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Saved by the Alphabet is a scriptural alphabet book for children featuring the Sacred Heart of Jesus on the front cover.The feast of the Sacred Heart of Jesus is celebrated every year 19 days after Pentecost Sunday (which is always a Friday). Though it’s impossible to say where the devotion originated from exactly, evidence for it first appears around the time of the early Franciscans in the 12th century. Following the lead of Saint Francis of Assisi, the early Franciscans had a particular devotion to the wounds of Jesus, and this included his heart pierced with a lance during his crucifixion. (John 19:31-37)

First Hymn and Feast

The early 13th century Norbertine, Blessed Herman Joseph composed a hymn called “Summi Regis Cor Aveto,” which means “Heart of the highest king, I greet You” (these are its first words).

In the 17th century, Saint John Eudes, who founded the Congregation of Jesus and Mary, wrote a set of prayers for an Office and Mass for a feast of the Sacred Heart of Jesus. These prayers continued to be used as the feast spread throughout the world. In the 19th century, Pope Leo XIII honored Saint John Eudes with the title “Author of the Liturgical Worship of the Sacred Heart of Jesus and Holy Heart of Mary.”

The Ladies Get Involved 

Saint Margaret Mary Alacoque was a nun in the Order of the Visitation of Holy Mary. She claims to have experienced a number of visions of Jesus over an 18 month period in the mid-17th century. Jesus, she claims, gave her precise instructions describing the full, modern devotion to the Sacred Heart of Jesus.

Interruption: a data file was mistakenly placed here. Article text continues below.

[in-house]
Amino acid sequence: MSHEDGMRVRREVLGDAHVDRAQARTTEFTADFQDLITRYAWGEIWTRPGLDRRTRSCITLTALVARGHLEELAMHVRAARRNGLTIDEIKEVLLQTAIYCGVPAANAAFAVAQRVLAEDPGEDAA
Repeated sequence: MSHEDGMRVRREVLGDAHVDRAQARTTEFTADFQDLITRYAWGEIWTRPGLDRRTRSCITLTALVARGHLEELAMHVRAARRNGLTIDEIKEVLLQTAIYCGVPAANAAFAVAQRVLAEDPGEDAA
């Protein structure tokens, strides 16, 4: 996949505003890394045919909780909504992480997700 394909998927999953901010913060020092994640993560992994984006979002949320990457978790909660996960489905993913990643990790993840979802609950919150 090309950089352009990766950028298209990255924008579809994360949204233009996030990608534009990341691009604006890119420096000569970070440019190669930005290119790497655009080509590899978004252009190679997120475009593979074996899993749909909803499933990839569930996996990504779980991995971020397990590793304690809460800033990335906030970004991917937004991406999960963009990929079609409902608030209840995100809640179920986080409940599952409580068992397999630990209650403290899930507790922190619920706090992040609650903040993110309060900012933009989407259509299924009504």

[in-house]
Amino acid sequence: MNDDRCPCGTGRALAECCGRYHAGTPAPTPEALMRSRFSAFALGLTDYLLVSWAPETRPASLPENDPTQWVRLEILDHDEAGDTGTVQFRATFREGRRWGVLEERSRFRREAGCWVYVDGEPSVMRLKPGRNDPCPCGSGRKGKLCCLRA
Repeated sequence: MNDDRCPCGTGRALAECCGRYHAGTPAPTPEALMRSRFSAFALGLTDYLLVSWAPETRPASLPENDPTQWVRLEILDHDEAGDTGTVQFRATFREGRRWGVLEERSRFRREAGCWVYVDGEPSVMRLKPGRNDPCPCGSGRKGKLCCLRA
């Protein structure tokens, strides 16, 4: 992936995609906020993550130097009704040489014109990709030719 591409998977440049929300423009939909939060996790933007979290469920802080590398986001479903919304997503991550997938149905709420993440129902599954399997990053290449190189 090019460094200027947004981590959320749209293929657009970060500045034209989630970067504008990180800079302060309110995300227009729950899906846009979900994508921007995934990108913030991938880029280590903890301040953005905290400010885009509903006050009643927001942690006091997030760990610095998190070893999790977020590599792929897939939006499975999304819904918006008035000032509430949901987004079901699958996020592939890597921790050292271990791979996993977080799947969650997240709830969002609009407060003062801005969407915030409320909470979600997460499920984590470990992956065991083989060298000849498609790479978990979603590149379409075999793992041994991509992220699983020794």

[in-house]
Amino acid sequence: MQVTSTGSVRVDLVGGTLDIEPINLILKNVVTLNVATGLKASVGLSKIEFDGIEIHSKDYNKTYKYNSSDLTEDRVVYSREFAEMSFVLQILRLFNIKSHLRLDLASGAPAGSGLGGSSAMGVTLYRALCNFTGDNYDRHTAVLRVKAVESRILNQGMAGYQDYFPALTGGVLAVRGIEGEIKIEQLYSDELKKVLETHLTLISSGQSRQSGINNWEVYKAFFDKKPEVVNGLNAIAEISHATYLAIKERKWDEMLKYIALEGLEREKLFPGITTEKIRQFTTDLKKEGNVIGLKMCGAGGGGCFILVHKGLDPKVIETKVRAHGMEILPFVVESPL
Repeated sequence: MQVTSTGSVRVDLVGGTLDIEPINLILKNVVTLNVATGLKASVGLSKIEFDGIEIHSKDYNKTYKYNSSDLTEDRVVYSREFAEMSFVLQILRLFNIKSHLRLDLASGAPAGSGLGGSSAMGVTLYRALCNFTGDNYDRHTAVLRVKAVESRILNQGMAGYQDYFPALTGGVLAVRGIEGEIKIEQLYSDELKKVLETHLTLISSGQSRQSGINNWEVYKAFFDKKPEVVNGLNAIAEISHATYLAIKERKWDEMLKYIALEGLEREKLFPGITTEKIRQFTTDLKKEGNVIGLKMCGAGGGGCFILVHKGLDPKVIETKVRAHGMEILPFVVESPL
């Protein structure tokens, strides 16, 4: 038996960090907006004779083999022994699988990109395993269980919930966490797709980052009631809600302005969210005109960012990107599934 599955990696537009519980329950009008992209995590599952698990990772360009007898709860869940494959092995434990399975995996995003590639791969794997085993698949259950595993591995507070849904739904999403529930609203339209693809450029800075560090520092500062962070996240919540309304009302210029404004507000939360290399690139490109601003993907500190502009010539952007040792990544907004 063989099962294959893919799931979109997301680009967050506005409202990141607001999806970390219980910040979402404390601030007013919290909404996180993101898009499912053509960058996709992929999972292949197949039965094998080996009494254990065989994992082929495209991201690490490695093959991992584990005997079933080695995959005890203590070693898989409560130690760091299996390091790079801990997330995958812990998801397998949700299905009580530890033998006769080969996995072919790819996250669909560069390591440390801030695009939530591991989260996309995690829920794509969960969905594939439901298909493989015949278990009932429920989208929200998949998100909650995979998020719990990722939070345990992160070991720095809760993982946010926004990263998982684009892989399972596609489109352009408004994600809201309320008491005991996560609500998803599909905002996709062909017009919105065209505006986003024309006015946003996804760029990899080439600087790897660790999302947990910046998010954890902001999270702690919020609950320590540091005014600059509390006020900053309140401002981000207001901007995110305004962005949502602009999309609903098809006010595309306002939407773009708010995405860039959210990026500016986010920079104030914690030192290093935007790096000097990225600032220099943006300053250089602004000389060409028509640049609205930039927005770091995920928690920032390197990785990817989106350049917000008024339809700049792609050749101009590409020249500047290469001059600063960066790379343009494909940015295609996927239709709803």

This includes the reception of the Eucharist on first Fridays, Eucharistic adoration on Thursdays, and celebration of the feast of the Sacred Heart of Jesus. After the final vision, she reported all that she had seen to a priest friend, who encouraged her to write an account, which she did. Her book was circulated throughout France and England and was widely read.

Blessed Mary of the Divine Heart, a nun of the Congregation of Our Lady of Charity of the Good Shepherd, claimed in the late 19th century to have experienced a number of visions of Jesus. In one of the last ones, she said Jesus told her to write letters to Pope Leo XIII asking him to consecrate the whole world to the Sacred Heart of Jesus.

When Leo XIII received her first letter, he was skeptical of her claims and dismissed it. A few months later, she sent another one. This time, she also mentioned the Pope’s ill health and said Christ had assured her that he would live at least until he performed the consecration. A few months later, he promulgated an encyclical saying that the whole world would be consecrated to the Sacred Heart of Jesus on Sunday, June 11, 1899.

Blessed Mary of the Divine Heart died three days before the consecration on Friday, June 8, 1899 – which was the feast of the Sacred Heart of Jesus.

Easter Orthodox Christians 

Even some Eastern Orthodox Christians have taken up the practice, but it is controversial, with some critics calling it Latinisation (in which Eastern Christianity is unduly influenced by the traditions of the West).

Many Eastern Orthodox Christians are also against the devotion due to concerns that it could imply a heretic Christology. In response to these criticisms, Pope Pius XII argued in 1956 that the Sacred Heart is venerated only insofar as it belongs to the Divine Person God the Son, and so is a legitimate devotion.


© Original article published on the ChurchPop website, a news service from the Eternal Word Television Network: Global Catholic Network. All rights reserved.

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